Merely mentioning the word "union" along with labor can become a controversial and heated topic. We are going to leave the union versus non-union debate up to the readers, but new data is out that will be alarming to some and pleasant to others. The latest numbers released by the Labor Department are showing that union membership remains on the decline.
The Bureau of Labor Statistics released new annual data on Wednesday showing a continued decline in union membership rates in 2012. This is the percent of wage and salary workers who were members of a union, and the release shows that union membership fell to 11.3% in 2012 from a level of 11.8% in 2011.
The BLS showed that union membership fell to 14.4 million in 2012. When compared to 1983 as the first year of comparable data, that figure was 20.1% of workers with some 17.7 million union workers counted. We would note that the BLS data is based upon a monthly sample survey of about 60,000 households.
Unionized rates of public-sector workers came to 35.9%. That is more than five times higher than that of private sector workers at 6.6%. Local government workers had the highest union membership rate at 41.7%. Union membership participation rates were higher for men at 12% versus 10.5% for women in 2012. The report also broke out some data by age and by racial group as well. It is of little surprise, but part-time worker union participation rates are less than half that of full-time workers. (FULL DATA)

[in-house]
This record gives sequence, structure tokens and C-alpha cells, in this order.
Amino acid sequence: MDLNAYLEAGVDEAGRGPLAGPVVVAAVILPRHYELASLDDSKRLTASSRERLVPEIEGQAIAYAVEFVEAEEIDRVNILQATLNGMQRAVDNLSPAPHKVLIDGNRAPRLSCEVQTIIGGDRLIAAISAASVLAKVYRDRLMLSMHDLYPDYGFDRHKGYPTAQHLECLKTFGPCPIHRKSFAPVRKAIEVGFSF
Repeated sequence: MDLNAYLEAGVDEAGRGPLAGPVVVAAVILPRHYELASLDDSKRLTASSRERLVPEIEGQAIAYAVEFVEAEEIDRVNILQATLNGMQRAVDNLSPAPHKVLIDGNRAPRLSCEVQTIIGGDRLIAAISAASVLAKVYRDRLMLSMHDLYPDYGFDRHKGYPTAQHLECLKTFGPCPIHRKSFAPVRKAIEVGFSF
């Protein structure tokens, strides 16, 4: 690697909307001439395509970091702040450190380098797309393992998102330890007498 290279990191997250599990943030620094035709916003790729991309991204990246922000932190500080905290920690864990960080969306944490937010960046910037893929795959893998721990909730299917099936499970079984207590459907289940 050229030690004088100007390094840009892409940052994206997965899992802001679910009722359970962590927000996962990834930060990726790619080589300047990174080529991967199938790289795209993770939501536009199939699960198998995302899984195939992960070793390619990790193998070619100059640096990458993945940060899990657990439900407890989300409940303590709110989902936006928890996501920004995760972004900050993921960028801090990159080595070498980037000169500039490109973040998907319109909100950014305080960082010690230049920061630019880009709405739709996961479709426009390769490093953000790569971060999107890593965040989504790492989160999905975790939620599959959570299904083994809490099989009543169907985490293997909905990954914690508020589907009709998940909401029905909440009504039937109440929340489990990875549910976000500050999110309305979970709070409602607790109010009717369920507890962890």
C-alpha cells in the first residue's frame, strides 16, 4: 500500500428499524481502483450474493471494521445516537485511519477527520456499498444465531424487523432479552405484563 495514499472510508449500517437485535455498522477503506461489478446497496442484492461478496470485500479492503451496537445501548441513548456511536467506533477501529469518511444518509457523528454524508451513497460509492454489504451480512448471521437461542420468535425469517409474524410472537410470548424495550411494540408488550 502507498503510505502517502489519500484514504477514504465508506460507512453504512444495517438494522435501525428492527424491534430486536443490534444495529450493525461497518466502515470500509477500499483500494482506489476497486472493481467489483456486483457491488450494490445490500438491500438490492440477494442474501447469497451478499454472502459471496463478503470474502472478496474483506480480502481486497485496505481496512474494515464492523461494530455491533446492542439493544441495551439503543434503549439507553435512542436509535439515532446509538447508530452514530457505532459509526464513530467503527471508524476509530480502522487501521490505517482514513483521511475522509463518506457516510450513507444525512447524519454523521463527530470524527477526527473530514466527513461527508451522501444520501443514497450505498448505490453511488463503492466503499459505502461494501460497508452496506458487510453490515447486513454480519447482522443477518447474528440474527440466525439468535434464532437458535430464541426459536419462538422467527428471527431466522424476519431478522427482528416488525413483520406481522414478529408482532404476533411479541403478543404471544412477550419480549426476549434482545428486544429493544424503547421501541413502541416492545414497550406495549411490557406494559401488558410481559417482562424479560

Some 15.9 million wage and salary workers were represented by a union in 2012, but we would note that this includes the 14.4 million union workers and those 1.6 million workers who report no union affiliation but whose jobs are covered by a union contract. Full-time wage and salary workers had median usual weekly earnings of $943 for union members versus $742 for non-union workers.
There was some interesting data presented by state as well. North Carolina had the lowest union rate of 2.9%, while New York was the highest at 23.2%. Texas had a union membership rate of only 5.7%, which is about one-third as many union members as New York despite Texas having 2.7 million more wage and salary employees.
With this being 60,000 households we were curious as to how accurate the figures would be when factoring in data from states and broader locales. The BLS showed in its methodology that there is about a 90% level of confidence that an estimate based on a sample will differ by no more than 1.6 standard errors from the "true" population value because of sampling error.
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